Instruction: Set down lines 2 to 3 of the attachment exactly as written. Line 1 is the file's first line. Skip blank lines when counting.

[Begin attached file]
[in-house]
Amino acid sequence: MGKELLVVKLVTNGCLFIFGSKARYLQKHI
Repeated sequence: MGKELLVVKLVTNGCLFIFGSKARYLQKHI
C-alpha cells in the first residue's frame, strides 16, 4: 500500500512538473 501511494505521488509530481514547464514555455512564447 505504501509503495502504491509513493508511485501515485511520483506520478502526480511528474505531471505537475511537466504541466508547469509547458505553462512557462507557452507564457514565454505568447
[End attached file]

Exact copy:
Amino acid sequence: MGKELLVVKLVTNGCLFIFGSKARYLQKHI
Repeated sequence: MGKELLVVKLVTNGCLFIFGSKARYLQKHI